Thursday, November 20, 2008



I have always mocked lawyers for their pedantic attention to minor details. This is not to say that I do not attend to details when detail is important. But lawyers have a reputation for insisting on details that—in the grand scheme—are less than trifling. This morning I read a case review discussing the Illinois Supreme Court’s rules for filing appeals in the correct format. If an appeal does not precisely meet the Court’s formal requirements, the Court will not consider the issues, even if a person’s liberty is at stake. If an imprisoned man wishes to petition the Illinois Supreme Court for a writ of habeas corpus, he must precisely list each issue he intends to discuss in his appeal. If he fails to include an issue in the list, the Court will refuse to consider it, even if he discusses the issue in his legal brief. To my mind, this is formalism run amok. And it confirms my hatred for lawyers’ obsession with procedure, even when procedure leads to injustice.

Hate is a strong word, but I use it quite consciously in these circumstances because I feel that most people mistakenly look to the law as a source of justice and good. In the law, justice is merely a side effect; it is not the law’s true object. Law professors roll their eyes when naïve first-year law students struggle to recognize this sad truth. “How could this case come out like this? What about justice?” Only after reading hundreds of cases does the student see that “justice” is not the law’s purpose. “Justice” refers to an intuitive, unwritten notion of basic right and wrong in a given situation. It draws upon common, unstated humanity, not rigid written rules and procedures. Yet the law is rarely intuitive, and it is always written. It is a product of human reason, not human intuition. Its goals are purely administrative. The law aims to lay down predictable, recognizable rules that encourage people to do business and to restrain them from injuring one another. At times the law will lead to justice. Other times it will not. It is simply not important.

Legal rules often reflect the judgment of the powerful over the weak. The law rarely comes into play without conflict, and most conflicts involve a strong party and a weak party. Strong parties like their strength and want to keep it. They will do their best to write laws in such a way as to keep their strength. English common law, for example, always favored the “more propertied” party in any dispute. Ownership was strength, and the owner had rights against the non-owner. Even criminal laws protected property. The common law reserved harsh penalties for those who disrespected merchants’ property rights. Until the mid-19th Century, England hanged thieves who targeted merchants. Merchants had strength and they lobbied Parliament to draft laws that preserved their strength. It is a familiar refrain. While we may no longer hang thieves, our law nonetheless responds far more readily to the strong than the weak.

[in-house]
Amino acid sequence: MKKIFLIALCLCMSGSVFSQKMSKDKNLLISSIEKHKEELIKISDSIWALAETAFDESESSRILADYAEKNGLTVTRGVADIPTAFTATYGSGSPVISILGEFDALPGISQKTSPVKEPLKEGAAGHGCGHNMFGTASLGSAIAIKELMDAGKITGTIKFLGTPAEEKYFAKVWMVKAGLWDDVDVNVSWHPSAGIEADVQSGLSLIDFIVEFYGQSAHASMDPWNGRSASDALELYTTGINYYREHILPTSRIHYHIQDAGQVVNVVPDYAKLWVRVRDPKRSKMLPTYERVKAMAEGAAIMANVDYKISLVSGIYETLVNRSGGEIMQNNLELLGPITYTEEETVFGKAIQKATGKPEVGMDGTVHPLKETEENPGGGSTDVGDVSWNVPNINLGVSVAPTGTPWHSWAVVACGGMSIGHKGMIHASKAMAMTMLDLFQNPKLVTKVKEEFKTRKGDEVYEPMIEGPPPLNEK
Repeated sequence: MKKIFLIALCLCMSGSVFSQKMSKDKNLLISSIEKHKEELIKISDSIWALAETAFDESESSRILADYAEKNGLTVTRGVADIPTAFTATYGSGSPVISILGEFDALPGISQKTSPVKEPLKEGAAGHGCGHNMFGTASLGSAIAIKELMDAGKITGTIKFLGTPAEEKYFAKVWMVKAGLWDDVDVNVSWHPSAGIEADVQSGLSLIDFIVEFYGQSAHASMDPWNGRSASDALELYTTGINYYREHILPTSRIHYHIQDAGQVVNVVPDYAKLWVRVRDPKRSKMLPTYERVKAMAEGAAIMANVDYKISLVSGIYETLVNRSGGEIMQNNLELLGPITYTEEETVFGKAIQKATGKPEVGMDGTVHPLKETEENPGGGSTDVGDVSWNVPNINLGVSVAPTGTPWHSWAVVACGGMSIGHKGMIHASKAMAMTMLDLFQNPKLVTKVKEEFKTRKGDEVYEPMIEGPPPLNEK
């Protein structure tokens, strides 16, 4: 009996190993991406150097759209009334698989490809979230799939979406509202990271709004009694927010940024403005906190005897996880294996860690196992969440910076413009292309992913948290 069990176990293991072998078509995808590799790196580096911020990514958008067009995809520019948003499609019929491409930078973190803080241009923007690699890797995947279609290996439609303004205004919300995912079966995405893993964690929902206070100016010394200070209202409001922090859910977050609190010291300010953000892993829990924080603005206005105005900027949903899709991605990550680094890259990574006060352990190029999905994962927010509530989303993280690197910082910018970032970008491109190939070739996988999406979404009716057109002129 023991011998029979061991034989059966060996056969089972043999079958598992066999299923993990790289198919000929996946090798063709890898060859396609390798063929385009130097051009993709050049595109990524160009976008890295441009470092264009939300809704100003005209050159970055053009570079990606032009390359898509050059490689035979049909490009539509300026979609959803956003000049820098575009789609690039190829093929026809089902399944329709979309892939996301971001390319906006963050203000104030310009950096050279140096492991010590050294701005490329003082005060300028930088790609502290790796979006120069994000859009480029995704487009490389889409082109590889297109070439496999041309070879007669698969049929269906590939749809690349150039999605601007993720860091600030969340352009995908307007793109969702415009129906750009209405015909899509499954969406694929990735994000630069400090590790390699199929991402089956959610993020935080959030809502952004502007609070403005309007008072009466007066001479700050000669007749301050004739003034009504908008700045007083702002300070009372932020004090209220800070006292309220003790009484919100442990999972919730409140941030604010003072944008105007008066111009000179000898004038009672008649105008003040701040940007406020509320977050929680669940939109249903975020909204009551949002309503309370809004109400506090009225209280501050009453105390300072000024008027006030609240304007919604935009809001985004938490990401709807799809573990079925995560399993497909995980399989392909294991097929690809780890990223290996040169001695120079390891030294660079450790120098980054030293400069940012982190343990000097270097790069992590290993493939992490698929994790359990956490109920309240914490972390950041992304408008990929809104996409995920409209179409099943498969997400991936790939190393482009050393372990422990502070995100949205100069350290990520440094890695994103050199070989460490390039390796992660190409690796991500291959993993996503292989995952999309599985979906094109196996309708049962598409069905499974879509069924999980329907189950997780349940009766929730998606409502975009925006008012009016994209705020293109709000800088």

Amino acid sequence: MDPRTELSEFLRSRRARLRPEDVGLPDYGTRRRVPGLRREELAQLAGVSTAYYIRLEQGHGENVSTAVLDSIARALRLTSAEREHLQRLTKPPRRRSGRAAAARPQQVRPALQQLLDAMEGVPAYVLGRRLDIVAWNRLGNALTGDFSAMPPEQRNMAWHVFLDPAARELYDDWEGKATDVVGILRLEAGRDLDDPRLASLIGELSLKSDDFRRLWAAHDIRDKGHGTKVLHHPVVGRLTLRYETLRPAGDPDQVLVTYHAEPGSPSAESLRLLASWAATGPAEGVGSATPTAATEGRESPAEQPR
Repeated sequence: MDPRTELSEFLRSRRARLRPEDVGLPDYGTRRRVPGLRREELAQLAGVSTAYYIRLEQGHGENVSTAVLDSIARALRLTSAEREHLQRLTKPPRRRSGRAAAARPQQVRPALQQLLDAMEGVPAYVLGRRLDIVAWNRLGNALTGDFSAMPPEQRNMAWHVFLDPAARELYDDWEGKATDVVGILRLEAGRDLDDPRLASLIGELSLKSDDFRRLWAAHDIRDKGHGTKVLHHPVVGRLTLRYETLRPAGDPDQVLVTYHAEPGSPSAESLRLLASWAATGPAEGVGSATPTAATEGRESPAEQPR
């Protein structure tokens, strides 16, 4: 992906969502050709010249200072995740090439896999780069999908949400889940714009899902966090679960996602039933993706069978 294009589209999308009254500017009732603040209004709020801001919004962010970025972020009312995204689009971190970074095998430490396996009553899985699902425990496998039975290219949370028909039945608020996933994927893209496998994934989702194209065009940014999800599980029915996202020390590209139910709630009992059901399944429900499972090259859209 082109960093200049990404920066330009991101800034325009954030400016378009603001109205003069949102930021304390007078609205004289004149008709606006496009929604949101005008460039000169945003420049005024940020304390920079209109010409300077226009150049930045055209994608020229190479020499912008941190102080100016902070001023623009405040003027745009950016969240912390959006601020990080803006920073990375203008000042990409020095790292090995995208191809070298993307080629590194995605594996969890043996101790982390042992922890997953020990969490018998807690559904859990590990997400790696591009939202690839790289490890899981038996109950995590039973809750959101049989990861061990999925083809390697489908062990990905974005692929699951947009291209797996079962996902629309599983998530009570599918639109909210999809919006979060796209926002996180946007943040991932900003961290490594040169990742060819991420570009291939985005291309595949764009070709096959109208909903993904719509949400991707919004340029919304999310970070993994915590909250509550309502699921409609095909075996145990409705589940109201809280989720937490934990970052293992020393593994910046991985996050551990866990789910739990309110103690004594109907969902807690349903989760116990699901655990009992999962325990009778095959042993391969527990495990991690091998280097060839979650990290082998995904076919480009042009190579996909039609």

Legal procedure ensures that the strong win, even if the weak have a good case. The Illinois Supreme Court rules requiring a “precise statement of the issues on appeal” reveal this phenomenon at work. A prisoner is a “weak” party who naively attempts to use the law as a vehicle for justice. The government, however, is a “strong” party that attempts to use legal procedure to foil such naïve defiance. The prisoner may have been falsely convicted on the basis of improper police work. But if he fails to list that issue in his petition, the Court will not even consider it. The government will win, even if the prisoner is absolutely correct in his assertion. Because the prisoner did not technically meet the formal requirements, he loses. He will never get another chance to argue the issue because the legal procedures ensnared him.

Lawyers would say that this is a perfectly acceptable result. They would say: “Read the rulebook before playing in the courts.” As true as that may be as a technical matter, they miss the point. The crucial question is not whether someone conforms with technical requirements; the crucial question is whether a court does justice. If a court keeps an innocent man in prison simply because he lacked the linguistic acumen to avoid a procedural trap, it holds itself up to ridicule. A court may be perfectly accurate in applying a procedural rule, but if it fails to do clear justice, it arouses outrage. Outrage, of course, does not depend on rulebooks or technical requirements. Outrage breaks out when a person—as an intuitive matter—feels that wrong has been done. Obsessive attention to legal procedure can lead to this. After all, legal procedure often misses the forest for its own trees. In its ruthless insistence on compliance, legal procedure brings to mind Jesus’ rebuke to the Pharisees: “You pay a tenth of mint, dill and cumin, yet you have neglected the more important matters of the law—justice, mercy and faith. These things should have been done without neglecting the others. Blind guides! You strain out a gnat, yet gulp down a camel!…First clean the inside of the cup, so the outside of it may be clean.” Matthew Ch. 23:23-24, 26.